Kandinsky was also fascinated with abstraction especially in the years between 1911 to 1914.  I view him as a type of sponge much like myself.  I want to gain more knowledge and learn it all. 

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The Cow, 1910
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The Rider, 1911
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Squares with Concentric Circles, 1913

There was a transition to his later work where circles become an integral part of his paintings.  He became enamored in geometric shapes and their representations as can be seen during the time he taught hungry students about design, color theory, and elements of painting.  What I wouldn’t have given to attend a class of his or live in any major thriving artistic community during this time.

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Circles in a Circle, 1923
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Soft Hard, 1927

Kandinsky was what you might call an independent: politically and culturally and artistically.  He laid roots where his heart felt was right as he left Germany and Russia for good, settling in France where he lived until he died in 1944.

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Brown with Supplement, 1935
Pictures/Information by Wikipedia

April 9, 2017: Vincent van Gogh

Fine Artists can be described in many different ways.  They can be categorized with personality traits only they seem to have.  A popular theory is any kind of artist has to be a little mentally unstable because what else drives him or her to create artwork.  The first painter I’m discussing is a perfect example of what happens when you don’t set creative boundaries.

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Self Portrait, 1887

Vincent van Gogh really needs no introduction.  People know him because he cut his left ear during one of his many bouts of depression.  He was a Post-Impressionist painter with his most obvious work titled The Starry Night, 1889.  Have you ever gotten as close as possible to a van Gogh painting?  Man, those brush strokes.  Damn, those vibrant colors.

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The Starry Night, 1889

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Starry Night Over the Rhone, 1888

He was born in March 1853, and died in 1890 due to complications from a self-inflicted gun shot.  He was a smoker and drinker.  He suffered from insomnia.  Oh, the problems of a creative person.  His vast collection of works included landscapes, portraits, and still lifes.  I wonder if somewhere in another parallel or perpendicular universe, if van Gogh knows how influential and inspirational artist he became.  I sure hope so as it would be a shame if he didn’t.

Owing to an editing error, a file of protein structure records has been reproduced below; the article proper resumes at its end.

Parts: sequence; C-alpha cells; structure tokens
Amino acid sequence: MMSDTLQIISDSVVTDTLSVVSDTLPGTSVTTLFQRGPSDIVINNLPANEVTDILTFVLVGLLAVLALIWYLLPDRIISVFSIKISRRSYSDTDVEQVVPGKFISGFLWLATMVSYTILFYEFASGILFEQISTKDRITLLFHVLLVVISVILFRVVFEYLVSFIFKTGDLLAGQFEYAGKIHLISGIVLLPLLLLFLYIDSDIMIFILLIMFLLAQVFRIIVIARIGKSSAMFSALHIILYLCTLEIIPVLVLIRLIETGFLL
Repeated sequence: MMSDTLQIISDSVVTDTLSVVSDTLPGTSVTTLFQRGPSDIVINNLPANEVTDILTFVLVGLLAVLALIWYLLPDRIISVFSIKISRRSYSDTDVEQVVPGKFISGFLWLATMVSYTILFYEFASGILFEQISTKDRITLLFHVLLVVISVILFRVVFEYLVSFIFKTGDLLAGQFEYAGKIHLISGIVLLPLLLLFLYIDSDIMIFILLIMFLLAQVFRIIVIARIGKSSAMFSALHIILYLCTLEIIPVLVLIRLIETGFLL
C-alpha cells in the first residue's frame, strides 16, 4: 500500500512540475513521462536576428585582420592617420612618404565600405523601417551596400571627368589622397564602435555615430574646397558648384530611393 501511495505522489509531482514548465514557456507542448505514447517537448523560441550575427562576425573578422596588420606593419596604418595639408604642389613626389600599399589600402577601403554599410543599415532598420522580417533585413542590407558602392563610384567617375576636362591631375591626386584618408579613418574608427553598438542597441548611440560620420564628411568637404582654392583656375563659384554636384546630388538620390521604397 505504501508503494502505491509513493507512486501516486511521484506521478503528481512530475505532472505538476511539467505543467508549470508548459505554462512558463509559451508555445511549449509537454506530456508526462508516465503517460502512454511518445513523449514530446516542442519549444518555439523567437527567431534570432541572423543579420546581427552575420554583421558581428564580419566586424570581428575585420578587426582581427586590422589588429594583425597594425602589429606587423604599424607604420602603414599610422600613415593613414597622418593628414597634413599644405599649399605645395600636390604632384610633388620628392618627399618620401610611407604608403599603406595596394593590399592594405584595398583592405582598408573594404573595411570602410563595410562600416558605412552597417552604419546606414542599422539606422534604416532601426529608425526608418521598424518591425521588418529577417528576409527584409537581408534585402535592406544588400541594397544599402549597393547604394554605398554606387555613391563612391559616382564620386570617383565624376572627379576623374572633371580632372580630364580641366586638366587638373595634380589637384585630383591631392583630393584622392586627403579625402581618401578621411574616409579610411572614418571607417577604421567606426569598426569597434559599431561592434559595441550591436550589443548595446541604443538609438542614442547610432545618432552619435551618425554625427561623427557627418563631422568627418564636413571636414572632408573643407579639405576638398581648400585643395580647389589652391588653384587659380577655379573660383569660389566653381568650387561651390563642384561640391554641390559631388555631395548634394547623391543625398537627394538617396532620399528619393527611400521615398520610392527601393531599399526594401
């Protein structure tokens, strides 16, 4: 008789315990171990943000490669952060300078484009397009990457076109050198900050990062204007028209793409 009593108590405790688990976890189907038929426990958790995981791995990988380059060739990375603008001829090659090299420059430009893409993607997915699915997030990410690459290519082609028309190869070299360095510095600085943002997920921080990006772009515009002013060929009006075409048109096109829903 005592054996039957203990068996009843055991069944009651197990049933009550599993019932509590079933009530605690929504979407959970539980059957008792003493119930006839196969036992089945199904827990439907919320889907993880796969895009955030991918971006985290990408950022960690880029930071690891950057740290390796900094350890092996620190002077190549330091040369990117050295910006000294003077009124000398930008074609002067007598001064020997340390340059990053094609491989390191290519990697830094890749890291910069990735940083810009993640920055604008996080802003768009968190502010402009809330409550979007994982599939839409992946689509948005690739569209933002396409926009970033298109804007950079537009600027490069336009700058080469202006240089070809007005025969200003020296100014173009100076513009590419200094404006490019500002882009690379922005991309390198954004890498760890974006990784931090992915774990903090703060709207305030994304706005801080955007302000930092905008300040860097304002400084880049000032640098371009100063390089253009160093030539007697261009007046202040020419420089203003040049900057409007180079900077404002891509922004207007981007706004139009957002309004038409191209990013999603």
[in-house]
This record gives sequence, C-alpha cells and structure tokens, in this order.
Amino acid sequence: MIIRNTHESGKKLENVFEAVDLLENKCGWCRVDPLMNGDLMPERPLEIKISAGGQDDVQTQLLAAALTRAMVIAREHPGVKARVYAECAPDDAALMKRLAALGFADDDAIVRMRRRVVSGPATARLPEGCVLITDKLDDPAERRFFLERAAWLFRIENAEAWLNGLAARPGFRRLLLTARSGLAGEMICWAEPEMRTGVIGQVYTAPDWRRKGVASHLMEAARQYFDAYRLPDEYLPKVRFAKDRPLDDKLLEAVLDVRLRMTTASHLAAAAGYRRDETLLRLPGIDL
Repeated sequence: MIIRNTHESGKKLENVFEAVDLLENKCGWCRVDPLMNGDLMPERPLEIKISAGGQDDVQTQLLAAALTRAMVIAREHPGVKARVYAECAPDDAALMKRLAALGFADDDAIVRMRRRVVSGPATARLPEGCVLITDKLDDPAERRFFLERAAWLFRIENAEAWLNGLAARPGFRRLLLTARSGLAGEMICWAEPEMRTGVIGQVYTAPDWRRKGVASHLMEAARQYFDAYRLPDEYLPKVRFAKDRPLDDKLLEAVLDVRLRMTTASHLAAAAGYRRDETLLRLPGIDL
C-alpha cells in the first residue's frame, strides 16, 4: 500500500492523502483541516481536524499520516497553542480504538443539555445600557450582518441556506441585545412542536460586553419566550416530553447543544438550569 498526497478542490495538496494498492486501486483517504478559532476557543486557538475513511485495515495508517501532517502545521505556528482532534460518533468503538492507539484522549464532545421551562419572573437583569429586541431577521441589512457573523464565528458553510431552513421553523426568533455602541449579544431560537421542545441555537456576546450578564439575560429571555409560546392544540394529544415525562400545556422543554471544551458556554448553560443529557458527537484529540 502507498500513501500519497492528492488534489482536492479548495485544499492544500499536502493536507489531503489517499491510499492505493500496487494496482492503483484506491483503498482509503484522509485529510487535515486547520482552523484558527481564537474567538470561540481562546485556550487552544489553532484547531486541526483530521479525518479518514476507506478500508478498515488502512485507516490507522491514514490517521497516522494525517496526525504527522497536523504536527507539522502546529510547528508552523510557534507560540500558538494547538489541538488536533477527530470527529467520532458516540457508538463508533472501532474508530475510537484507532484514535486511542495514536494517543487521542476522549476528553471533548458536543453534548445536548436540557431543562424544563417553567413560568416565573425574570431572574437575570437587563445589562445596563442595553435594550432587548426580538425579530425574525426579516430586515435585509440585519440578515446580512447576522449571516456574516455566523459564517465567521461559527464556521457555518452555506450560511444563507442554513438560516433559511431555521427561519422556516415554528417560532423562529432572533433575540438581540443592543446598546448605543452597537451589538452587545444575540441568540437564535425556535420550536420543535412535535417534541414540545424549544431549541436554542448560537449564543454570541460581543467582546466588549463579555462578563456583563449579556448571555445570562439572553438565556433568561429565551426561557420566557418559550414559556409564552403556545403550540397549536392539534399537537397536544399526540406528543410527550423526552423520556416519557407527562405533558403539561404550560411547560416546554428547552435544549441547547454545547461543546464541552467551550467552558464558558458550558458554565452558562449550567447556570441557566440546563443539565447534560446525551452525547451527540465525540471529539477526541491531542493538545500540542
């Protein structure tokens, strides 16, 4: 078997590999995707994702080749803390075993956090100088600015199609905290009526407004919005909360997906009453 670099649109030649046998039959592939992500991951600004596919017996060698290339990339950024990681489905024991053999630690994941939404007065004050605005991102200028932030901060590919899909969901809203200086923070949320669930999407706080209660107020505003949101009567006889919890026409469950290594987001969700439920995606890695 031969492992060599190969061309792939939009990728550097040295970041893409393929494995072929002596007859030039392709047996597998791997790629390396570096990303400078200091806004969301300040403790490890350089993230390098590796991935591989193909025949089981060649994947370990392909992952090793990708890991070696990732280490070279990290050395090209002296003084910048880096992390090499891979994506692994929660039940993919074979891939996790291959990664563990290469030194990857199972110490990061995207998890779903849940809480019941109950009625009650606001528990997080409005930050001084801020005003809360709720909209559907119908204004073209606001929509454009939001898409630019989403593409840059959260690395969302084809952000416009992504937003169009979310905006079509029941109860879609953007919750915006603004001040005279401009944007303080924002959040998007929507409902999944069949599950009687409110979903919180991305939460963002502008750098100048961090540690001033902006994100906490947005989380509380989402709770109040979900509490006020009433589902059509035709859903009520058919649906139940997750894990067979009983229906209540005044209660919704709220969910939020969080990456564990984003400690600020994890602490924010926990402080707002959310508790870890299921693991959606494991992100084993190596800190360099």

Old Man at the Fireside, 1881
A Pair of Shoes, 1887
Painter on His Way to Work, 1888
Wheatfield with Crows, 1890

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Pictures/Information by Wikipedia

April 1, 2017: Reflections on Art

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The words “art” and “artists” is as expansive as the words “war” and “warriors.” There are many different kind of art and artists as there are different methods of warfare and those who do the warring. The underlying principle where people take the role of artist or soldier or any kind of profession that entails you are in it for life until your last breath is needing over wanting.

This page will be dedicated to the artists admired for all their genius artwork and recognized for all their conflicting attributes.  It reminds me of the privilege of visiting museums within an arm’s reach.  My skill and fortitude was never that of the masters or even when they were novices.  I hold no illusion I’m a decent artist because frankly it serves more as an emotional outlet.  This doesn’t stop me from the occasional dabbling in painting, drawing, ceramics, weaving, and photography.

Well-known artists succeed on grand scales and on more private levels.  Artists have the overwhelming need to create all hours of the day and night, and if not with their hands, then with their brains.  Sometimes, this is all an artist knows and does within any 24 hour span of time.   Creation is equal to comfort.  Form is equal to familiarity.  Few artists attain great wealth in their creative endeavors, but all artists understand the importance of actualizing something from nothing including myself.